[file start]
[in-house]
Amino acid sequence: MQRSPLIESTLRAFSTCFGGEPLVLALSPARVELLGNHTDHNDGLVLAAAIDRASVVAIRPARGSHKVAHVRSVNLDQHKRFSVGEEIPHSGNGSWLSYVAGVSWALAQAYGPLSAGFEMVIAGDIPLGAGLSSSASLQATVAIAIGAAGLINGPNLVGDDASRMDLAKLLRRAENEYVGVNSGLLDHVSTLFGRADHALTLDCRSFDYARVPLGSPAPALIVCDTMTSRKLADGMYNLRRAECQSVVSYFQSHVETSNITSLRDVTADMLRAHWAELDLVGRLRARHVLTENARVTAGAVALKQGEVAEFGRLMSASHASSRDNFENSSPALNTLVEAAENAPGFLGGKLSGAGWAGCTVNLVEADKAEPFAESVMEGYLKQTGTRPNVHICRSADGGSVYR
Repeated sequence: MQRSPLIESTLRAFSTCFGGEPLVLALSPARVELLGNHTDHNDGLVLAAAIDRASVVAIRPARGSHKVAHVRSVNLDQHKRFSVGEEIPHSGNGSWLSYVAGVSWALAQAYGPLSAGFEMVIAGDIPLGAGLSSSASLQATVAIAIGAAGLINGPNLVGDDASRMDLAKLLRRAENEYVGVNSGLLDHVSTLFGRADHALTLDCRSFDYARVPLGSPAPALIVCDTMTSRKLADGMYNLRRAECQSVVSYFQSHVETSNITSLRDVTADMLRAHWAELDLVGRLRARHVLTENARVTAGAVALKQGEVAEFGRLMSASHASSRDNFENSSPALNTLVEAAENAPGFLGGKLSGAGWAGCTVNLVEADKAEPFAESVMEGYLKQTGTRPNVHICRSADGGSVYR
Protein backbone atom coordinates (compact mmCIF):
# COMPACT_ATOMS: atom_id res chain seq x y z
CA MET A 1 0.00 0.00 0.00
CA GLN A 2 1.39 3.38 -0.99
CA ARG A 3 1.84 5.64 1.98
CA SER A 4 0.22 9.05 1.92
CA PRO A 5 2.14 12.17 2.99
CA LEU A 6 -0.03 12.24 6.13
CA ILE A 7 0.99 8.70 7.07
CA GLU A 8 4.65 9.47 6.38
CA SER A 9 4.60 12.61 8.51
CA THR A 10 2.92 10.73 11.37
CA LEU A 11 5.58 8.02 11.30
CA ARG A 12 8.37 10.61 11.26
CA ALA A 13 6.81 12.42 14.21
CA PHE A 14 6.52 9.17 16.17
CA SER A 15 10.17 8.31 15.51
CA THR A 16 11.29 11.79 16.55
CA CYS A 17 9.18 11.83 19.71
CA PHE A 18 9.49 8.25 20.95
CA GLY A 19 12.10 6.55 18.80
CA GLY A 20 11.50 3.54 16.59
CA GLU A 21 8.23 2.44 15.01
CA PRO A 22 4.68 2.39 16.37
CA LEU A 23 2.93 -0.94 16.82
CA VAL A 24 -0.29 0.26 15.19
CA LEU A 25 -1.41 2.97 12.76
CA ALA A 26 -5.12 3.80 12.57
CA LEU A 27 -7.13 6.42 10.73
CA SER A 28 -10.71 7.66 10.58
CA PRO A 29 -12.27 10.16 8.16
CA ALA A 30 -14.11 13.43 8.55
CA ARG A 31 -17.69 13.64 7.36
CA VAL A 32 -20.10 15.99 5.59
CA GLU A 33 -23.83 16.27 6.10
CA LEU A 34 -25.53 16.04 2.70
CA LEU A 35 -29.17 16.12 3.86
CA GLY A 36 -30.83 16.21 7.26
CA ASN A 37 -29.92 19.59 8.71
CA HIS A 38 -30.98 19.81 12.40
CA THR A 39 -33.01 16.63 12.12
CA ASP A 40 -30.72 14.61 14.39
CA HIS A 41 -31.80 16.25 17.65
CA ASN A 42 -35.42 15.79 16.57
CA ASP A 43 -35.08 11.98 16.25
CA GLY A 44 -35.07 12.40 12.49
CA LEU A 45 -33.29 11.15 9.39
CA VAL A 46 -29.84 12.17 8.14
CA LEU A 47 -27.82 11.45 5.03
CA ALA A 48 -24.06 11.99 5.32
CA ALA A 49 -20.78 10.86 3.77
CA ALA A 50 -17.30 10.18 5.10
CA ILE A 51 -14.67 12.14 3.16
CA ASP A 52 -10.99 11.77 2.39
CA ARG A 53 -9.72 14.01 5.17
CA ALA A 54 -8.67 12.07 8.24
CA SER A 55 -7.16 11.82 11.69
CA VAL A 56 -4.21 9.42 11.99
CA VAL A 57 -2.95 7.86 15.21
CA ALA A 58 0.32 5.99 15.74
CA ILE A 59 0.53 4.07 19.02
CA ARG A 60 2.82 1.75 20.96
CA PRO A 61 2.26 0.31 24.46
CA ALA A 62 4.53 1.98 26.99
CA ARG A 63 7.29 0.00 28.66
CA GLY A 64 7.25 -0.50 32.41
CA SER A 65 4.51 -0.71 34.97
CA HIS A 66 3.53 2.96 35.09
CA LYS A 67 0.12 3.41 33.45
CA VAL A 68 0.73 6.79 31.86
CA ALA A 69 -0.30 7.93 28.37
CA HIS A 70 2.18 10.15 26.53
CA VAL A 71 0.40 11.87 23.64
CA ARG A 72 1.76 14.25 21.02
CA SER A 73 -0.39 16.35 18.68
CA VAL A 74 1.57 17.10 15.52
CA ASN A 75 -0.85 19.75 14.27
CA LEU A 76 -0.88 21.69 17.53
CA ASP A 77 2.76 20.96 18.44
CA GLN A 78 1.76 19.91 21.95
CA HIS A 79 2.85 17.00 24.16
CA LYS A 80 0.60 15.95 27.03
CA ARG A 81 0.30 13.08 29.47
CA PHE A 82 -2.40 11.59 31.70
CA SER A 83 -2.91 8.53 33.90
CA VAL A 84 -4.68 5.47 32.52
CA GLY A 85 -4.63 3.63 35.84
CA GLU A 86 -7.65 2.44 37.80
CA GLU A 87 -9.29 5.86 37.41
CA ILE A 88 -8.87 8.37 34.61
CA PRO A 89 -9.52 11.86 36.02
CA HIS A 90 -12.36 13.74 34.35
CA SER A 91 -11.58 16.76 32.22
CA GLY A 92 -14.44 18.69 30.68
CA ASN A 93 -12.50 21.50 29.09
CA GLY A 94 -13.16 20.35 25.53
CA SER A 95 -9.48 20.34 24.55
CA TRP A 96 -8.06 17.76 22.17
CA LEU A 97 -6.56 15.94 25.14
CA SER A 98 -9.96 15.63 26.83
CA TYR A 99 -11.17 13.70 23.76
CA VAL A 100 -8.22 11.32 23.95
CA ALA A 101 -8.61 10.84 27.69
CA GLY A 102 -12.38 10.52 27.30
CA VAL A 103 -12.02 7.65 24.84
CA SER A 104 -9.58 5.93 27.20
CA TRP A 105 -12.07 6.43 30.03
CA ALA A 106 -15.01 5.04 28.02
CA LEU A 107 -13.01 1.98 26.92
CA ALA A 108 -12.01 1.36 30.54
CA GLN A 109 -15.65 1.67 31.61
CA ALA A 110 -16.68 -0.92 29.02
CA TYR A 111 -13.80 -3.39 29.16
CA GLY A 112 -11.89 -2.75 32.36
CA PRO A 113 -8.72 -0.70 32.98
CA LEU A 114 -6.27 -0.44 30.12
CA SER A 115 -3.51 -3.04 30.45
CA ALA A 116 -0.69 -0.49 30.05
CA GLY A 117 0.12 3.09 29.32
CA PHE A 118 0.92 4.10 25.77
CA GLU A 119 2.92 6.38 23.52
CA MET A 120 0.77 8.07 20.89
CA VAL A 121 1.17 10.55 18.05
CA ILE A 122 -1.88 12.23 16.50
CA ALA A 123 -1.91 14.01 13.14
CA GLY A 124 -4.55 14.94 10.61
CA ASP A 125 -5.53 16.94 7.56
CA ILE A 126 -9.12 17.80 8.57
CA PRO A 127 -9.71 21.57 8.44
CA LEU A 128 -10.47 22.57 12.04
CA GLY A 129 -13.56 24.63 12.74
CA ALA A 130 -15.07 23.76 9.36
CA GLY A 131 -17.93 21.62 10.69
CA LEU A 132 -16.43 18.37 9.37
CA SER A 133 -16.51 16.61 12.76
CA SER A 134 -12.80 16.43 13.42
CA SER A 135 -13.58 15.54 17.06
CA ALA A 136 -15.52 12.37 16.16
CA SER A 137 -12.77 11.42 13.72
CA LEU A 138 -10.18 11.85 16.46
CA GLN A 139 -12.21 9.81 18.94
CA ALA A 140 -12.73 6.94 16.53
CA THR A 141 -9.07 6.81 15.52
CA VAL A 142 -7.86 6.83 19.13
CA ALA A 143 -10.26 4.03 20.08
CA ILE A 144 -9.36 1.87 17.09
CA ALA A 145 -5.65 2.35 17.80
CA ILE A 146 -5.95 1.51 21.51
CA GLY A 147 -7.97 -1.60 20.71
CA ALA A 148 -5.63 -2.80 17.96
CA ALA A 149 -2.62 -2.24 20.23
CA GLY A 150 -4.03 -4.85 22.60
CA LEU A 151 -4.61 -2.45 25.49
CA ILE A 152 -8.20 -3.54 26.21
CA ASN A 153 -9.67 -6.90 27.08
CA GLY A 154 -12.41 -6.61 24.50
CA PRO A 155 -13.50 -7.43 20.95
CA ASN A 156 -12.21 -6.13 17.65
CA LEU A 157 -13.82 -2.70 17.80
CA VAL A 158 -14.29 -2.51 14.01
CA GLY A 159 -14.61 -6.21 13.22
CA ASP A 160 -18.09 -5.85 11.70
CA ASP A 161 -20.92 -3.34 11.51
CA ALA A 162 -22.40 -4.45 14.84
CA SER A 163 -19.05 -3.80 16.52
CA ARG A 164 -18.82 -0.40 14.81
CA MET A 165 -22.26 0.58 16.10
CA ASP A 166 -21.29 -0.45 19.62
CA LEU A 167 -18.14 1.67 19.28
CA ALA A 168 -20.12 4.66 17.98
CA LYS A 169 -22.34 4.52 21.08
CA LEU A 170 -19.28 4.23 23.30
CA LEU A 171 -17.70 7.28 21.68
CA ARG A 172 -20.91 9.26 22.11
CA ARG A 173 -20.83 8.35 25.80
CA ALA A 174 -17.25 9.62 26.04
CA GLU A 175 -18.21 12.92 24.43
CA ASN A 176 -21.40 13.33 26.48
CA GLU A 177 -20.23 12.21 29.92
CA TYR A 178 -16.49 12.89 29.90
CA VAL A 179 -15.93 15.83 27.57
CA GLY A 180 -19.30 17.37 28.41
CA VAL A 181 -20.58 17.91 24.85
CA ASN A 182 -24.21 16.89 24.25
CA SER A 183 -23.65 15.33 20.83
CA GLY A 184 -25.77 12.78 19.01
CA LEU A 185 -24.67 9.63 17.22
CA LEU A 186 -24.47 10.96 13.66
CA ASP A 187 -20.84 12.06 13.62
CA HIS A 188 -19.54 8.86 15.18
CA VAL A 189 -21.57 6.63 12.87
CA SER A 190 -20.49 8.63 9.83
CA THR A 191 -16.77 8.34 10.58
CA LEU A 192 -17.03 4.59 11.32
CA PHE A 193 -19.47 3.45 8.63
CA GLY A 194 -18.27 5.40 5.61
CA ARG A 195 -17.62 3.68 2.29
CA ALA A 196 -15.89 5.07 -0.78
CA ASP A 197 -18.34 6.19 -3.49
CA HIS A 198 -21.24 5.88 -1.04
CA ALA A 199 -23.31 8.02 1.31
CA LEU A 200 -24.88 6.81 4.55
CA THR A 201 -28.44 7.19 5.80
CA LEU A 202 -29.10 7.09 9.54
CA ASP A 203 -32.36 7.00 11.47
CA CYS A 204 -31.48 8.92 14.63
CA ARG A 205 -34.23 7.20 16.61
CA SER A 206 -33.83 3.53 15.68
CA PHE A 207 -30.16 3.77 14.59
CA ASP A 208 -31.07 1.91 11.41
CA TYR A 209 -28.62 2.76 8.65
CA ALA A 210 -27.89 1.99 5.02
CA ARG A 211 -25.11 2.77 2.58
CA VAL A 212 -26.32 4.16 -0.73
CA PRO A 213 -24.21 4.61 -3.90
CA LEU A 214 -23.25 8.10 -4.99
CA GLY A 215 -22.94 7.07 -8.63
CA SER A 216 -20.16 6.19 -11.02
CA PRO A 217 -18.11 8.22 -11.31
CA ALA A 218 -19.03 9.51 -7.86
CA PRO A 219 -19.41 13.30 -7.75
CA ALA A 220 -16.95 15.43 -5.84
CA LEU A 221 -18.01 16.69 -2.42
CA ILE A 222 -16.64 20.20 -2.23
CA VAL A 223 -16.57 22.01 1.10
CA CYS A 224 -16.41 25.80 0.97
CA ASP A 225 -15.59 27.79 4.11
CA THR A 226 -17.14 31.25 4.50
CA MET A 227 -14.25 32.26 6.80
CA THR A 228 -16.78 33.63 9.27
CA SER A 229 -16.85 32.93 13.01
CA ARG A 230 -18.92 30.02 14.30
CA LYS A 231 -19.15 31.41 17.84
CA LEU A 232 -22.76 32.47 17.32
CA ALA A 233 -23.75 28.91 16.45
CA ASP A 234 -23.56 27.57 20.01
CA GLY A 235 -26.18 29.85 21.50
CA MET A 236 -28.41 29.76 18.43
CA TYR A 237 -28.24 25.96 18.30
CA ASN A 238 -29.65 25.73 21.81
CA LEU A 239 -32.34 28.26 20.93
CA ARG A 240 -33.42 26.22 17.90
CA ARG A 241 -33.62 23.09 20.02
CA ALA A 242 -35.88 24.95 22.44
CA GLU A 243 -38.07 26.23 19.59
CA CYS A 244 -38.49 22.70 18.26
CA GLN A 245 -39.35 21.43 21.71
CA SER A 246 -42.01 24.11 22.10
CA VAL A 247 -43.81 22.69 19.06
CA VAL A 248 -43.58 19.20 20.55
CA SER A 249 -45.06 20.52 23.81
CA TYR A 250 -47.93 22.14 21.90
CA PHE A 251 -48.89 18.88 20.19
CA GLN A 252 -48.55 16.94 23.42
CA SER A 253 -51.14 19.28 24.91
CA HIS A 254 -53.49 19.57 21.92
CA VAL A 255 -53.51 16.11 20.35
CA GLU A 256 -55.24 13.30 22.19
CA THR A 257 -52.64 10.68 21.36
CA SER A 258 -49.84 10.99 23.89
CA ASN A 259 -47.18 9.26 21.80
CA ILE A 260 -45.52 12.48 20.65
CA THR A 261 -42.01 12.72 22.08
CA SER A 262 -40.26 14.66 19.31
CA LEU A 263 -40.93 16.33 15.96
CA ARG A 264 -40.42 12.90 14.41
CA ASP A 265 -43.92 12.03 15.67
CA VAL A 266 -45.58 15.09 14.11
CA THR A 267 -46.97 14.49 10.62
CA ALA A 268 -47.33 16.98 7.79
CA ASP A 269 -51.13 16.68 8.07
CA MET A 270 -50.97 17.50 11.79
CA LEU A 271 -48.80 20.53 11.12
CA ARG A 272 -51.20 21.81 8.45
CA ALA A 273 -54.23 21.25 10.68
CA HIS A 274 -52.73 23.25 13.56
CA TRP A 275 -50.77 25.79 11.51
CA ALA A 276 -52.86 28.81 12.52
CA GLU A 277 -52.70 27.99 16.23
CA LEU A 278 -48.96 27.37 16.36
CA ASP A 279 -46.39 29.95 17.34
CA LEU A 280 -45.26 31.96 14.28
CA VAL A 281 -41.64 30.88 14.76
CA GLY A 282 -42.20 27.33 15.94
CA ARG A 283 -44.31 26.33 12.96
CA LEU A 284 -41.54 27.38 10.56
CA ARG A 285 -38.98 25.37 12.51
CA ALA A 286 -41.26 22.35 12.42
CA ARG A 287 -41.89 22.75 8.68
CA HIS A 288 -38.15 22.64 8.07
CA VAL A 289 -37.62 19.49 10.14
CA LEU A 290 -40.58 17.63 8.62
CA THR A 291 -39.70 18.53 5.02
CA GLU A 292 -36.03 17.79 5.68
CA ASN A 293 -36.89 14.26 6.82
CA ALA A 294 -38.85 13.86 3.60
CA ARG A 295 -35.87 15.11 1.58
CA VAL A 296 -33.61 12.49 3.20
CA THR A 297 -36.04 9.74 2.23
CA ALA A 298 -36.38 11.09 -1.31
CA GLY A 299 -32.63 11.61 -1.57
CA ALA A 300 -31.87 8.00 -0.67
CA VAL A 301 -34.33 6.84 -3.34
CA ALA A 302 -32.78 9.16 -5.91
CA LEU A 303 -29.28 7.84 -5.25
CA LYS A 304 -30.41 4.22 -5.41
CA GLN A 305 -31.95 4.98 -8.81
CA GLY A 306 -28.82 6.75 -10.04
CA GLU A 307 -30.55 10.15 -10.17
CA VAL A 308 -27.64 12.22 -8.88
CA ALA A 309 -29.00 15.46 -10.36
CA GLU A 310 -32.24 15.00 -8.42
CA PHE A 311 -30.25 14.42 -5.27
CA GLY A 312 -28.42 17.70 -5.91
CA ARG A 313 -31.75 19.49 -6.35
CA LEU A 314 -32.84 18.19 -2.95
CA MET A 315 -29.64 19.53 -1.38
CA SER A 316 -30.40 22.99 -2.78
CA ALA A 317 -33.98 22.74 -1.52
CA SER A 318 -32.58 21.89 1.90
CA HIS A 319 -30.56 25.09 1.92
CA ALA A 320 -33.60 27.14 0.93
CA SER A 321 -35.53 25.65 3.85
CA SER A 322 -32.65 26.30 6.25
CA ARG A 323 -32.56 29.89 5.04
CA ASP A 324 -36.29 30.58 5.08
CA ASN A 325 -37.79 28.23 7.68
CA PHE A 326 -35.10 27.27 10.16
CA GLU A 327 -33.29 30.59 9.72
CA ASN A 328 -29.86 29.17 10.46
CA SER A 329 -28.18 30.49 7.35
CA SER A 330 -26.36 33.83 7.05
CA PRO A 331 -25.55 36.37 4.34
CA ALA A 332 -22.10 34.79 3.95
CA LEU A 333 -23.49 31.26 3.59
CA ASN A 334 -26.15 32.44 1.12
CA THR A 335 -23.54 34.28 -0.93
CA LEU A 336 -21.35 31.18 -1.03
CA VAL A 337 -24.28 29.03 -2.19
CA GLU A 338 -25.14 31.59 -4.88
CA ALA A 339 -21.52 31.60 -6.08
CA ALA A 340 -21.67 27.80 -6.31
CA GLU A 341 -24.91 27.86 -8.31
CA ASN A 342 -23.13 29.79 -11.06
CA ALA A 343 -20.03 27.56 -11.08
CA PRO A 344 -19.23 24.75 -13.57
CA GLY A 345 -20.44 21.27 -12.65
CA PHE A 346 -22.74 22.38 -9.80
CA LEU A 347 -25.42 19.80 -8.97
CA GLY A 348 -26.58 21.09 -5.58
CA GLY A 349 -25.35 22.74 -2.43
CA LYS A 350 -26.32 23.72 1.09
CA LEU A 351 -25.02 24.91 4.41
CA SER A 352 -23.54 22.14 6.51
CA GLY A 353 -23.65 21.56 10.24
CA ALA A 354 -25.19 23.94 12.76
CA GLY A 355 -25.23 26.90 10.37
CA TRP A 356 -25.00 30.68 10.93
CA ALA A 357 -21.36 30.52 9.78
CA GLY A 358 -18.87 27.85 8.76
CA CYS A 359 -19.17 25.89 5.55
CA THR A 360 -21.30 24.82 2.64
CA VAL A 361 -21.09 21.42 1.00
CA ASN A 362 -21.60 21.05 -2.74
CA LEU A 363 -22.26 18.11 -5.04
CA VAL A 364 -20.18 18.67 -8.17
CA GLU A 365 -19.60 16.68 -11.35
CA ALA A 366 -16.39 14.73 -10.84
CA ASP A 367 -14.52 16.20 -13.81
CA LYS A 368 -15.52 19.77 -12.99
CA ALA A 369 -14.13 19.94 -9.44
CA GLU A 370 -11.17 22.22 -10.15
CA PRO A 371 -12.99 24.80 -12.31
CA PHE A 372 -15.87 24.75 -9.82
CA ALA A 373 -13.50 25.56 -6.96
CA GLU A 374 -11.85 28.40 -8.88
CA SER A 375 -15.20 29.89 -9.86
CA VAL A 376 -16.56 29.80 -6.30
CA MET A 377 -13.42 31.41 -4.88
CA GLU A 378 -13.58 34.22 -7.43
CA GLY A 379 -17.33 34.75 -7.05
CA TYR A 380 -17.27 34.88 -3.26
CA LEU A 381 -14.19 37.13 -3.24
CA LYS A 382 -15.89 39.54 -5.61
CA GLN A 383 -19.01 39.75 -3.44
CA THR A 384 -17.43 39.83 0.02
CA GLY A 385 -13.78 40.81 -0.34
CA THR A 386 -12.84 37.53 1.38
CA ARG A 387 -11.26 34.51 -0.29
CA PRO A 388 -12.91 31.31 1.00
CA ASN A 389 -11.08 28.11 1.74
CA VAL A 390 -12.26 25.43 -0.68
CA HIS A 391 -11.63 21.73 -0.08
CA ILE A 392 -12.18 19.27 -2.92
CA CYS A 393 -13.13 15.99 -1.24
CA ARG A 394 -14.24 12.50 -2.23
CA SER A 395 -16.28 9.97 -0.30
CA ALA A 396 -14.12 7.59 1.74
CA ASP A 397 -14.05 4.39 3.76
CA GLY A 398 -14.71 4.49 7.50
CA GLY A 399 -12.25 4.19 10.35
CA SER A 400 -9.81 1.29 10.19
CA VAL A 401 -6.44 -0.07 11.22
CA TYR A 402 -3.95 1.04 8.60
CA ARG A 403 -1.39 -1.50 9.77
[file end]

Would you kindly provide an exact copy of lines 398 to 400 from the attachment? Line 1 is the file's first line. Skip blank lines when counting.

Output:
CA CYS A 393 -13.13 15.99 -1.24
CA ARG A 394 -14.24 12.50 -2.23
CA SER A 395 -16.28 9.97 -0.30